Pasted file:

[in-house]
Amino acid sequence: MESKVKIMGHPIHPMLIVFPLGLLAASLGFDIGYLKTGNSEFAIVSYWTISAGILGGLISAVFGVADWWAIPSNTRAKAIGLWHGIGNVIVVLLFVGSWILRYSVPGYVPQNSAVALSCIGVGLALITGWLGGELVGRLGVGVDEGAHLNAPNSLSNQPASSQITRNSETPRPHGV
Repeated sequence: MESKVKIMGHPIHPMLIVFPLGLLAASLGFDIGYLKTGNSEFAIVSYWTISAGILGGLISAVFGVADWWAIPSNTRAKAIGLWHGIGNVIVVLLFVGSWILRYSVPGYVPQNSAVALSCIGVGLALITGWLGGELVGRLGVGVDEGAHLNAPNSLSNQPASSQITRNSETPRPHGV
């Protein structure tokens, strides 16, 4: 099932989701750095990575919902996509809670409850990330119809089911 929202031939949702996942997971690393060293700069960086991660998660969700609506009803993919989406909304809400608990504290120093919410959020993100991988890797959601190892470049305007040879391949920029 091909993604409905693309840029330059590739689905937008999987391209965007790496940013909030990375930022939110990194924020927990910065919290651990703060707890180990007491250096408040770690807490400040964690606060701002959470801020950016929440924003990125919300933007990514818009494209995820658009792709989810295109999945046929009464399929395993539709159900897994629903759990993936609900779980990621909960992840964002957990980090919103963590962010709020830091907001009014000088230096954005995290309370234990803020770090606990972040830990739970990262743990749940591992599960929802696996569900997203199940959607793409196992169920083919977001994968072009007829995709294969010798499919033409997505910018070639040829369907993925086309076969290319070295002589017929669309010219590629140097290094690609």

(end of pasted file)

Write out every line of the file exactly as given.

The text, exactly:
[in-house]
Amino acid sequence: MESKVKIMGHPIHPMLIVFPLGLLAASLGFDIGYLKTGNSEFAIVSYWTISAGILGGLISAVFGVADWWAIPSNTRAKAIGLWHGIGNVIVVLLFVGSWILRYSVPGYVPQNSAVALSCIGVGLALITGWLGGELVGRLGVGVDEGAHLNAPNSLSNQPASSQITRNSETPRPHGV
Repeated sequence: MESKVKIMGHPIHPMLIVFPLGLLAASLGFDIGYLKTGNSEFAIVSYWTISAGILGGLISAVFGVADWWAIPSNTRAKAIGLWHGIGNVIVVLLFVGSWILRYSVPGYVPQNSAVALSCIGVGLALITGWLGGELVGRLGVGVDEGAHLNAPNSLSNQPASSQITRNSETPRPHGV
């Protein structure tokens, strides 16, 4: 099932989701750095990575919902996509809670409850990330119809089911 929202031939949702996942997971690393060293700069960086991660998660969700609506009803993919989406909304809400608990504290120093919410959020993100991988890797959601190892470049305007040879391949920029 091909993604409905693309840029330059590739689905937008999987391209965007790496940013909030990375930022939110990194924020927990910065919290651990703060707890180990007491250096408040770690807490400040964690606060701002959470801020950016929440924003990125919300933007990514818009494209995820658009792709989810295109999945046929009464399929395993539709159900897994629903759990993936609900779980990621909960992840964002957990980090919103963590962010709020830091907001009014000088230096954005995290309370234990803020770090606990972040830990739970990262743990749940591992599960929802696996569900997203199940959607793409196992169920083919977001994968072009007829995709294969010798499919033409997505910018070639040829369907993925086309076969290319070295002589017929669309010219590629140097290094690609």